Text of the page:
EU rules say I should have received 400 euros compensation for the delay. Citing the time-honored corporate doctrine of “we don’t feel like paying just because,” the jerks at Norwegian denied my claim. Norway’s national aviation authorities gave me the brush-off, referring me to France. I contacted the French — lucky for me I’m fluent, but what if you’re not? — who’ve never bothered to reply.

Airlines poll just behind price-gouging low-service cable companies as America’s most hated business sector. This is a disaster. Since radical problems require radical solutions, let’s think big.

Class Warfare: Trudging through first class to steerage isn’t just an insult to human dignity. In a country that overthrew aristocracy, special titles and privileges (business class, Sky Club members, Platinum Gold Whatever) are anti-American. The airline class system incents efficiency experts to target the flying top 1% with beds at the expense of such amenities as room for the knees of the 99%. The Department of Transportation should ban class distinctions. Let all seats be created equal.

One Price Fits All: Obama-era DOT rules require airlines to clearly post fees for “extra” services like luggage. Two pieces, plus a purse or briefcase or small backpack, ought to be part of the flat fee everyone pays. The current system, in which the stripped-down Spirit appears as cheapest in listings but hits you up for $50 a bag and so winds up being the most expensive, is ridiculous.

NOverbooking: McDonald’s can’t sell the same Big Mac to two customers. How does it make sense to allow airlines to sell 140 tickets on a plane with 120 seats? That’s overbooking. If a paid passenger misses her fight, sell it to a standby if there is one. Otherwise let the seat fly empty and let us stretch a little.

Ban Surge Pricing: Sophisticated algorithms designed to maximize airline profits have frequent flyers sharing dubious tips (Tuesday is the cheapest day to buy your ticket) and clearing their web browser cookies to stymie airlines whose prices mysteriously creep up after each search (buy now or else). Whether on Uber or United, surge pricing is creepy and annoying and requires too much work for flyers. Set a price and stick with it, dammit! SFO to JFK on Delta should cost the same regardless of the time of day or day of week.

No Preferential Seating: With the exception of families traveling with small children, the disabled and trying to keep groups together, seats should be assigned randomly without consideration for frequent flier status or anything else. Particularly disgusting has been the recent practice of airlines that only allow advanced assignments for premium extra-cost seats, fooling some victims into buying something they don’t need and stressing out everyone else.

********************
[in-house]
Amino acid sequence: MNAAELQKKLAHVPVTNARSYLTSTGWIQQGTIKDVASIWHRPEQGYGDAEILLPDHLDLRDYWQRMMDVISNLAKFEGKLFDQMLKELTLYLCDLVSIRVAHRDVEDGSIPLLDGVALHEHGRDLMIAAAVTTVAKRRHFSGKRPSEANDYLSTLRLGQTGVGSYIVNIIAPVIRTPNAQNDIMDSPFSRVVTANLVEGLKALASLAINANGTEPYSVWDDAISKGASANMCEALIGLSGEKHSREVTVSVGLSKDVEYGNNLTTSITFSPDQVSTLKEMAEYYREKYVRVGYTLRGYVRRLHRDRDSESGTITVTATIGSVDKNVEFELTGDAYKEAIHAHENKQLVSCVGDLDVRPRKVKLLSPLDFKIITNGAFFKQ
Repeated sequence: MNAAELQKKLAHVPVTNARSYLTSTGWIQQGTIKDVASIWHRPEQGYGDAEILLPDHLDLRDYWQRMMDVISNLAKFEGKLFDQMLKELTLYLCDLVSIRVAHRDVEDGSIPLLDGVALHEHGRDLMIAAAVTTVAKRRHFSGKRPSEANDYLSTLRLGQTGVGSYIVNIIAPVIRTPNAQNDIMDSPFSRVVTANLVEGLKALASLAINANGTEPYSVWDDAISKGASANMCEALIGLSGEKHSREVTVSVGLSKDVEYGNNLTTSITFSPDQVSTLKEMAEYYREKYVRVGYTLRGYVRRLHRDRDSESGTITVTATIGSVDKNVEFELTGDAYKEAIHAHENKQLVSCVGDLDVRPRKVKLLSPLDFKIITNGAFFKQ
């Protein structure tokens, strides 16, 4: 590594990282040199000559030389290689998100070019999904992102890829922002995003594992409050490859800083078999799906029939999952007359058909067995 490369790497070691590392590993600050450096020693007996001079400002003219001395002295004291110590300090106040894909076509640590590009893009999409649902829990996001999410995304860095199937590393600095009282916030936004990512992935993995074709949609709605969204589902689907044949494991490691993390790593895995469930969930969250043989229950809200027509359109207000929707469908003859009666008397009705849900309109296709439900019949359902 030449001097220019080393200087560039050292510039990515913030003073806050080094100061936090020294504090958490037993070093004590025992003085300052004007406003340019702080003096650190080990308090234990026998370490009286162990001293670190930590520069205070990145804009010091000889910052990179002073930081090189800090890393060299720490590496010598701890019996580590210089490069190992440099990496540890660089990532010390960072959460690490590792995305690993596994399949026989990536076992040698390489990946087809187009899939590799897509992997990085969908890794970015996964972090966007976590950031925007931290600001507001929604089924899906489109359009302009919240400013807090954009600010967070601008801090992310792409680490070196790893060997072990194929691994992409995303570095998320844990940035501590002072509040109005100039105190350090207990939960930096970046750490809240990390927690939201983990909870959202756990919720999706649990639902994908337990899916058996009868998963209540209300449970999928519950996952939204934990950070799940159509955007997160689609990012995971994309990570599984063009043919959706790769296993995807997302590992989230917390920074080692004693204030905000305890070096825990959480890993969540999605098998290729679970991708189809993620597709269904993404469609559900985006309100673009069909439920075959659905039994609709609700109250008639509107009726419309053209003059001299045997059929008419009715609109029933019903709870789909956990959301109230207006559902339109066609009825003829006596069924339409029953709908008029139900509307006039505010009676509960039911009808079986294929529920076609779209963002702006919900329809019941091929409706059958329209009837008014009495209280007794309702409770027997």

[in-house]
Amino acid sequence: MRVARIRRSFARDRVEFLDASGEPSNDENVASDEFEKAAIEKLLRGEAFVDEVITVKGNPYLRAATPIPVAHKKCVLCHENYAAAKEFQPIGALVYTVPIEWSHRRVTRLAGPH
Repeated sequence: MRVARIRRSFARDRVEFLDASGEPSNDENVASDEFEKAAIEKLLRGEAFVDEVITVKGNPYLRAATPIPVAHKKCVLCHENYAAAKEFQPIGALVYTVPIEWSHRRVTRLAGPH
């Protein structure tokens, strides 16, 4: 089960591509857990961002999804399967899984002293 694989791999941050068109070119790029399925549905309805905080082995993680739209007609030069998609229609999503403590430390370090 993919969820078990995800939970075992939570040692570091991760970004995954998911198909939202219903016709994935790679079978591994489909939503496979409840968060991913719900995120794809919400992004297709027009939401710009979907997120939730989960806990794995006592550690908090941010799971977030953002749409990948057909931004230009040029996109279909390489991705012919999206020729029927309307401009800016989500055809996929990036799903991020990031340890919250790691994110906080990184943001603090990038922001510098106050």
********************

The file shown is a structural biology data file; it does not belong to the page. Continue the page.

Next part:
Ergonomic Reform: Leg room, pitch and seat width in coach have been shrunken to the point that the average person is cramped and uncomfortable. For safety reasons alone — evacuating a stricken aircraft through narrow aisles and rows is slow and thus dangerous — the FAA should set significantly more generous minimum standards for seat spacing. A middle-seat passenger ought to be able to get out to go the restroom without forcing his neighbor on the aisle to stand up.

Last and perhaps least, my personal bugaboo: what’s up with those last rows in some planes, where the seats can’t recline? That’s just mean.

(Ted Rall is author of “Trump: A Graphic Biography,” an examination of the life of the Republican presidential nominee in comics form. You can support Ted’s hard-hitting political cartoons and columns and see his work first by sponsoring his work on Patreon.)

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SYNDICATED COLUMN: Confessions of a Frequent Guest on Fox News

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Report the news. Don’t become the news.” Not that Fox News has ever adhered strictly to boilerplate advice from Journalism 101, but the craziness on Sixth Avenue has come to a serious boil lately.

TV news elder statesman Ted Koppel called Sean Hannity “bad for America.” Sean freaked out and attacked Ted. Sean reportedly pulled a gun on fellow Foxer Juan Williams. Fox peeps reported it to management, who did nothing.

Bill O’Reilly and Fox paid $13 million to settle sexual harassment complaints filed by five women. Again, management knew — but stood by Bill. Advertisers are pulling out.

Last year Fox boss Roger Ailes was forced out in the aftermath of a sexual harassment lawsuit filed by Gretchen Carlson, who is now at MSNBC. Fox paid her $20 million and apologized. Julie Roginsky recently filed another suit against Ailes.

I’ve never worked at Fox. But I used to spend enough time there to gain insight into a dysfunctional organization.

This was during the years immediately following 9/11. George W. Bush and his wars were popular, especially with Fox viewers. And I went after Bush more aggressively than anyone else. So they were constantly begging me to come on as a liberal punching bag.